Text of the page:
“We sent out lots of requests to various bands and record labels saying, 'we’re creating this game, it’s gonna be really different; really new; it’s gonna be appealing to the club culture; it’ll be something that people play either before they go to a club or come back and chill out to it and we think this will be a good thing for you to get into.'”
Only a handful of the bands and record labels they wrote to got back, but Wip3out was a huge success and helped fuel a rise of licensed music from bands and artists appearing in video games. For the music industry, video games would become a fantastic new way for them to market and sell music. “After the success of the first game it was like a knife through butter getting licensed tracks after that. Everyone wanted to be on it,” Tim says.
Wip3out’s success presented a fantastic marketing opportunity for Sony too, who were keen to angle the PlayStation towards a different target audience in comparison their main competitor, Nintendo. PlayStation consoles and copies of Wip3out were soon popping up in nightclubs throughout the UK and the game became intrinsic with 90s club culture. Spliff in one hand and PlayStation pad in the other, Wip3out was the perfect form of post-club entertainment – still enjoyed to this day.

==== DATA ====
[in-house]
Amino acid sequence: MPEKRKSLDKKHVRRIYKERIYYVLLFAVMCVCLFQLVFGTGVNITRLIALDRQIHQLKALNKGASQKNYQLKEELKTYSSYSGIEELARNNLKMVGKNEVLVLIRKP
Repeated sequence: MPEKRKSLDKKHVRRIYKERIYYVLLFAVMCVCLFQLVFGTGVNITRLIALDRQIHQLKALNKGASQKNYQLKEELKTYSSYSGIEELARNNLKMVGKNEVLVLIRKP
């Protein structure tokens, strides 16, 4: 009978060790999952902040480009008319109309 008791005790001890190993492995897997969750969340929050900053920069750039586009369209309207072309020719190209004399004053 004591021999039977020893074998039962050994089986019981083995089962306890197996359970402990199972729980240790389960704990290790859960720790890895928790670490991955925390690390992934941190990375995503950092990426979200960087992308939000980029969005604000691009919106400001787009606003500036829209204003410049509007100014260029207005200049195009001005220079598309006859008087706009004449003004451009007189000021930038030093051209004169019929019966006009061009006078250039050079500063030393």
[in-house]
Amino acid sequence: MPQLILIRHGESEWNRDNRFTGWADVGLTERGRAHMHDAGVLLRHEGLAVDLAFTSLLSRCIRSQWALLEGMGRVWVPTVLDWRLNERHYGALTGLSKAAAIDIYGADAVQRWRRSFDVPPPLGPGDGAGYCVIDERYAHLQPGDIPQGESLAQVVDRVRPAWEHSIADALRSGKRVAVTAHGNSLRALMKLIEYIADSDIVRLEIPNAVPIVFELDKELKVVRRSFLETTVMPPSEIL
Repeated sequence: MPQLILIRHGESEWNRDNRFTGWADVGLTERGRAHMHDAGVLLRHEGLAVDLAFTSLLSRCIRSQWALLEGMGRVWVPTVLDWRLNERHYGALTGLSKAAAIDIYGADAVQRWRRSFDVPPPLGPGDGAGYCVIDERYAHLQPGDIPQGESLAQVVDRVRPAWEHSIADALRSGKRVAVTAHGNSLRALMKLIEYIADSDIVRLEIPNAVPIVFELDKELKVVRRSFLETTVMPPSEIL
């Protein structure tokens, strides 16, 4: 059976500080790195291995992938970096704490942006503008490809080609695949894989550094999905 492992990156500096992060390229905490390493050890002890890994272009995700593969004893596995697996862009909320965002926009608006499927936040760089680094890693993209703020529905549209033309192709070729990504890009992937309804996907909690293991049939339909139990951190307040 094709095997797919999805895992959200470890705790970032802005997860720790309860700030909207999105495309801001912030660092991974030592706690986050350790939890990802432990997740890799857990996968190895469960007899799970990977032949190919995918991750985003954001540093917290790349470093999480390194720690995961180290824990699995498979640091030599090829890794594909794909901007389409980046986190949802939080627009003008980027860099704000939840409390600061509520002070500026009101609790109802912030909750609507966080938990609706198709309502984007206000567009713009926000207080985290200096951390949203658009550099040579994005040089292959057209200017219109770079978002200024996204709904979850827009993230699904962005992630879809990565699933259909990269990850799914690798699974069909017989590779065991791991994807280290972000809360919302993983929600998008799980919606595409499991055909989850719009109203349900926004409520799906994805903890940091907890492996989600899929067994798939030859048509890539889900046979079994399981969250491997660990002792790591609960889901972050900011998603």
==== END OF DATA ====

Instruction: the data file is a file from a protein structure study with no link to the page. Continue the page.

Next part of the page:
After the success of the Wip3out series, Tim left Psygnosis to create a series of music production video games that influenced another new generation of music makers. Just as the Commodore Amiga had helped Bizzy B kickstart his career, games such as Music: Music Creation for the PlayStation and Music 2000 were helping to birth the UK grime scene providing the tools for musicians like Benga, Skream and Skepta to hone their sound.